Failure of Alefacept in the Treatment of Vitiligo
February 2013 | Volume 12 | Issue 2 | Original Article | 159 | Copyright © February 2013
Salman Bin Dayel MDa and Khalid AlGhamdi MDb
aDepartment of Dermatology, Salman Bin Abdulaziz University, Alkarj, Saudi Arabia bDepartment of Dermatology, King Saud University, Riyadh, Saudi Arabia
Vitiligo is a common acquired pigmentary disorder with a profound psychosocial impact. The exact pathogenesis of vitiligo is not fully understood; however, vitiligo appears to be an autoimmune disease involving T-cell-mediated melanocyte destruction. Recently, complete clearance of coexisting vitiligo without recurrence over 2 years was reported in 2 psoriasis patients treated with alefacept.
To evaluate the safety and efficacy of alefacept in the treatment of vitiligo.
After providing informed written consent, 4 adult patients with widespread vitiligo (covering a body surface area ≥5%) were treated with weekly intramuscular injections of 15 mg alefacept for 12 weeks. All patients were monitored clinically, by laboratory investigation, and by digital image analysis. All patients were followed up with for 24 weeks.
: All patients tolerated alefacept well, without any adverse events. None of the patients showed any repigmentation. However, 1 patient developed new depigmented patches during treatment with alefacept.
A pilot study with a small number of patients.
Alefacept as a monotherapy for vitiligo treatment did not result in any patient improvement, and further evaluation in larger studies may be required.
J Drugs Dermatol.
Vitiligo is a common acquired pigmentary disorder with a profound psychological impact. It has been reported to affect approximately 1% of the population worldwide,
irrespective of skin color or ethnic origin.1 Vitiligo can be cosmetically and psychologically devastating, resulting in low self-esteem, poor body image, and difficulties in sexual relationships.
2-4 Because the disease is not well understood, several theories
have been proposed to explain the loss of epidermal melanocytes
in this disorder, including autoimmune, biochemical, oxidant–antioxidant, neural, and viral mechanisms.5 An autoimmune
hypothesis for vitiligo pathogenesis has been supported by both experimental data and clinical association with autoimmune
diseases.6-8 Because the disorder is not fully understood, a plethora of different treatments are available, with variable results.
Vitiligo improvement was reported in 2 patients who were treated with alefacept because of coexisting psoriasis.9 The aim of this pilot study is to evaluate the efficacy and safety of alefacept
in the treatment of widespread vitiligo.
Four adult patients with widespread vitiligo (covering a body surface area of ≥5%) were recruited from our dermatology clinic.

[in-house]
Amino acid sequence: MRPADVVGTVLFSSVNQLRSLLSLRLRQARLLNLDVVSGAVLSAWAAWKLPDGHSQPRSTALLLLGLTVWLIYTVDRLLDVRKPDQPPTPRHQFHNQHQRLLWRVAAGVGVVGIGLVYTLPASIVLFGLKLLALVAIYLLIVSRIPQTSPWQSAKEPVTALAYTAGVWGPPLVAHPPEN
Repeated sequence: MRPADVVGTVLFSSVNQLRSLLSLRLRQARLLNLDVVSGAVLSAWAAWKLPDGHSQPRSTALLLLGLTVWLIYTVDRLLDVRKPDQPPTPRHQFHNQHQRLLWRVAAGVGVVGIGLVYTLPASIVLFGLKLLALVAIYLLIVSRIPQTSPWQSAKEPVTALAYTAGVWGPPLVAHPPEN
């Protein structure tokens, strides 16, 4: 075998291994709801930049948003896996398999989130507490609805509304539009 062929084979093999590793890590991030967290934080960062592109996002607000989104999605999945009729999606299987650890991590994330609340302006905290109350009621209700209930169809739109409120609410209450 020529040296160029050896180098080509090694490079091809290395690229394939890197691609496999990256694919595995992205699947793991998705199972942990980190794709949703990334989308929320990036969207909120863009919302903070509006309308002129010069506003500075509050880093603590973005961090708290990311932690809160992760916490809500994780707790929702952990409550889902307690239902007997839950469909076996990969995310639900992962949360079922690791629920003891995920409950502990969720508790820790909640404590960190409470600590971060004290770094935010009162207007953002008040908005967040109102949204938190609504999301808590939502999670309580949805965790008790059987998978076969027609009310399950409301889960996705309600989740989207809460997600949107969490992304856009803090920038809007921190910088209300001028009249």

All patients had nonstable vitiligo and had not received any treatment for vitiligo for the past 6 months. All patients gave their written informed consent. This pilot study had been approved
by the Research Ethics Committee, Vitiligo Research Chair, King Saud University.
Patient data and treatment results are summarized in Table 1.
Treatment With Alefacept
Baseline complete blood counts, differential leukocyte counts, liver function test, renal function test, thyroid function test, fasting blood sugar, antinuclear antibodies, and chest radiographs were all within normal limits for all patients. CD4 counts were monitored
before and biweekly during treatment with alefacept and were within normal limits throughout the treatment. Alefacept was administered to all patients as 15-mg weekly intramuscular injections for 12 weeks. The response was assessed by investigators
through visual comparison of photos obtained by digital camera at baseline and at 6, 12, and 24 weeks. All patients completed
the treatment plan and were followed up with for 24 weeks.
Alefacept was well tolerated during the treatment period, and none of the patients reported any adverse events. All digital images were compared before, during, and after treatment. In all patients, there was no repigmentation of the affected areas. One patient (patient 2) developed new depigmented patches during treatment period, but vitiligo was stable in the other 3 patients (Figures 1 and 2).
Vitiligo is an acquired dyschromia of the skin in which there is a loss of epidermal melanocytes. Although the precise pathogenesis
is not fully understood, vitiligo appears to be an autoimmune disease involving the T-cell–mediated destruction of melanocytes.10,11 Although the triggers and specific nature of the autoimmune response remain unknown, circulating autoantibodies
to melanocytes and various melanocytic protein